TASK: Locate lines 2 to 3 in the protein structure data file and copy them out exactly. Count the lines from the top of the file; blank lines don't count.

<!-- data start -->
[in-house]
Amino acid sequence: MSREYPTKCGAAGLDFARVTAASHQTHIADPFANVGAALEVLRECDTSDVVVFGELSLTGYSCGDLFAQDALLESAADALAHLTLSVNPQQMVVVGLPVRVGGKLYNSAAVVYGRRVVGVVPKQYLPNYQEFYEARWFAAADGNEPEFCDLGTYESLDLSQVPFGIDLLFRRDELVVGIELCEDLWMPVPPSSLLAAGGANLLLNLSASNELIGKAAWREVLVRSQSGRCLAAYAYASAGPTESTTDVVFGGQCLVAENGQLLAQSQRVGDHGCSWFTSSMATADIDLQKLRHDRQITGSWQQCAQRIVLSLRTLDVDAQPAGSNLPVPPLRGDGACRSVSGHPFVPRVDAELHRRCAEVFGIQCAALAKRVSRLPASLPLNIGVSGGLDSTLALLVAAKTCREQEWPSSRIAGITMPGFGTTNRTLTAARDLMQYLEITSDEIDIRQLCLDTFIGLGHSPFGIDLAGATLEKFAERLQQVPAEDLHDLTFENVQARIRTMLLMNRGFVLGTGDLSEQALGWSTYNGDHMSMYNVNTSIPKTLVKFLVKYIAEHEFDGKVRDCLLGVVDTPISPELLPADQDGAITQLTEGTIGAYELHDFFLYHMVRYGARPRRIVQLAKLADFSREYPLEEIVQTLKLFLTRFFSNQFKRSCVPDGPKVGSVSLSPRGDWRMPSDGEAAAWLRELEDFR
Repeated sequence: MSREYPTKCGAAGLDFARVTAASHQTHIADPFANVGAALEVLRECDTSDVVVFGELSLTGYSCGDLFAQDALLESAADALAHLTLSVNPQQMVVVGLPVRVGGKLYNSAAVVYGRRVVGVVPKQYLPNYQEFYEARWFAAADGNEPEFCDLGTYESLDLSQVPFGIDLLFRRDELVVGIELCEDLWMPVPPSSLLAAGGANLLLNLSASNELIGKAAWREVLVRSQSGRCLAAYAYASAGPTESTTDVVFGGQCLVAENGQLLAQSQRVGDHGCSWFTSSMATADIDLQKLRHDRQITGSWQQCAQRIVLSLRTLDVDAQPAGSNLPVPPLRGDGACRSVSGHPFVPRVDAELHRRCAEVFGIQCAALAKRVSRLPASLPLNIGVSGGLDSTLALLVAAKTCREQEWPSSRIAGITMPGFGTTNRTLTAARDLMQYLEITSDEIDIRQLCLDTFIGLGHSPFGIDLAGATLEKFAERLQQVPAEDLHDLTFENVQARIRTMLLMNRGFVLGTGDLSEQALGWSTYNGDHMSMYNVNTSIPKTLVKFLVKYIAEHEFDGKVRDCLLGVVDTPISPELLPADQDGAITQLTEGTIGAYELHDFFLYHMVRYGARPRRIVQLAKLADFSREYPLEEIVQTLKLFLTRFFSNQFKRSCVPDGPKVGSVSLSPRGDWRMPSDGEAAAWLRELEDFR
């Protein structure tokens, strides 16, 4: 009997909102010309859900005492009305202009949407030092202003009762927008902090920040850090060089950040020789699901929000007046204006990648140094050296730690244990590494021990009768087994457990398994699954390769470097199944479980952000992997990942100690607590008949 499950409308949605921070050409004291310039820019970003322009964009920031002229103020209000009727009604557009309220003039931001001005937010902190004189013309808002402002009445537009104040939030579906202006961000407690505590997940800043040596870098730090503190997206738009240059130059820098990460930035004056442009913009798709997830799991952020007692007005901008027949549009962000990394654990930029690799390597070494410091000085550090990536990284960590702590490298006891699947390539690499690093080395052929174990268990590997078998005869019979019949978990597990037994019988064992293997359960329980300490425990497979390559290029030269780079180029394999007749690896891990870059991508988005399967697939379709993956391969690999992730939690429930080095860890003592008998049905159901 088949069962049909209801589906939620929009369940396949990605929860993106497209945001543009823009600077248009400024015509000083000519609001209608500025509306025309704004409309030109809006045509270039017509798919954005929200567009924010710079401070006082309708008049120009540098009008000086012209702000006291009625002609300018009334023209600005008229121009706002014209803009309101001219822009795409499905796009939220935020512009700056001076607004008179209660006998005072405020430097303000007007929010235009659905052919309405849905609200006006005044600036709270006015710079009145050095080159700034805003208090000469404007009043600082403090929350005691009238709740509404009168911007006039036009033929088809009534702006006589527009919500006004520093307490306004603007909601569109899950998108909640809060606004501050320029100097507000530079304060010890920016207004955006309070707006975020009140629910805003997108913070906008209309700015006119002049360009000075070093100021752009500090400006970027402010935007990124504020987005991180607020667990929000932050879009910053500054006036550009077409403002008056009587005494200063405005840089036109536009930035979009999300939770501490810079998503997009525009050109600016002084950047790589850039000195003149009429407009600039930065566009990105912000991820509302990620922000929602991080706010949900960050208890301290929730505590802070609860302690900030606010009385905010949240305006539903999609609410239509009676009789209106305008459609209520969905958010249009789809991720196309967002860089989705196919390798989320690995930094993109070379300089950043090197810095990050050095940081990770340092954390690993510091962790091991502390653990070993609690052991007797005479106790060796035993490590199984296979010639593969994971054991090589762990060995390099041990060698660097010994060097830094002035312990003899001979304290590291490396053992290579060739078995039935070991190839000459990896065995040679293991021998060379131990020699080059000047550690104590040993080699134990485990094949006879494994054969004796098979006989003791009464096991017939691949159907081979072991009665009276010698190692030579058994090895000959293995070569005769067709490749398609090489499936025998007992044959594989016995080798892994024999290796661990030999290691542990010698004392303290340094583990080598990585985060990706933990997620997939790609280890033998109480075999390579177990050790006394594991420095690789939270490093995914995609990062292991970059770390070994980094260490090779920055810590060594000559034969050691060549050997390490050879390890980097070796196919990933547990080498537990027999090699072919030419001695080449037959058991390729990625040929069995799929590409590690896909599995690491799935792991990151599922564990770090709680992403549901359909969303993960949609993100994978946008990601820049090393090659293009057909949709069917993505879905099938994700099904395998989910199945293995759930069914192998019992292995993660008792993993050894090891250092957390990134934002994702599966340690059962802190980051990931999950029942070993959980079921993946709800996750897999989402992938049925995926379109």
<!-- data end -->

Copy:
Amino acid sequence: MSREYPTKCGAAGLDFARVTAASHQTHIADPFANVGAALEVLRECDTSDVVVFGELSLTGYSCGDLFAQDALLESAADALAHLTLSVNPQQMVVVGLPVRVGGKLYNSAAVVYGRRVVGVVPKQYLPNYQEFYEARWFAAADGNEPEFCDLGTYESLDLSQVPFGIDLLFRRDELVVGIELCEDLWMPVPPSSLLAAGGANLLLNLSASNELIGKAAWREVLVRSQSGRCLAAYAYASAGPTESTTDVVFGGQCLVAENGQLLAQSQRVGDHGCSWFTSSMATADIDLQKLRHDRQITGSWQQCAQRIVLSLRTLDVDAQPAGSNLPVPPLRGDGACRSVSGHPFVPRVDAELHRRCAEVFGIQCAALAKRVSRLPASLPLNIGVSGGLDSTLALLVAAKTCREQEWPSSRIAGITMPGFGTTNRTLTAARDLMQYLEITSDEIDIRQLCLDTFIGLGHSPFGIDLAGATLEKFAERLQQVPAEDLHDLTFENVQARIRTMLLMNRGFVLGTGDLSEQALGWSTYNGDHMSMYNVNTSIPKTLVKFLVKYIAEHEFDGKVRDCLLGVVDTPISPELLPADQDGAITQLTEGTIGAYELHDFFLYHMVRYGARPRRIVQLAKLADFSREYPLEEIVQTLKLFLTRFFSNQFKRSCVPDGPKVGSVSLSPRGDWRMPSDGEAAAWLRELEDFR
Repeated sequence: MSREYPTKCGAAGLDFARVTAASHQTHIADPFANVGAALEVLRECDTSDVVVFGELSLTGYSCGDLFAQDALLESAADALAHLTLSVNPQQMVVVGLPVRVGGKLYNSAAVVYGRRVVGVVPKQYLPNYQEFYEARWFAAADGNEPEFCDLGTYESLDLSQVPFGIDLLFRRDELVVGIELCEDLWMPVPPSSLLAAGGANLLLNLSASNELIGKAAWREVLVRSQSGRCLAAYAYASAGPTESTTDVVFGGQCLVAENGQLLAQSQRVGDHGCSWFTSSMATADIDLQKLRHDRQITGSWQQCAQRIVLSLRTLDVDAQPAGSNLPVPPLRGDGACRSVSGHPFVPRVDAELHRRCAEVFGIQCAALAKRVSRLPASLPLNIGVSGGLDSTLALLVAAKTCREQEWPSSRIAGITMPGFGTTNRTLTAARDLMQYLEITSDEIDIRQLCLDTFIGLGHSPFGIDLAGATLEKFAERLQQVPAEDLHDLTFENVQARIRTMLLMNRGFVLGTGDLSEQALGWSTYNGDHMSMYNVNTSIPKTLVKFLVKYIAEHEFDGKVRDCLLGVVDTPISPELLPADQDGAITQLTEGTIGAYELHDFFLYHMVRYGARPRRIVQLAKLADFSREYPLEEIVQTLKLFLTRFFSNQFKRSCVPDGPKVGSVSLSPRGDWRMPSDGEAAAWLRELEDFR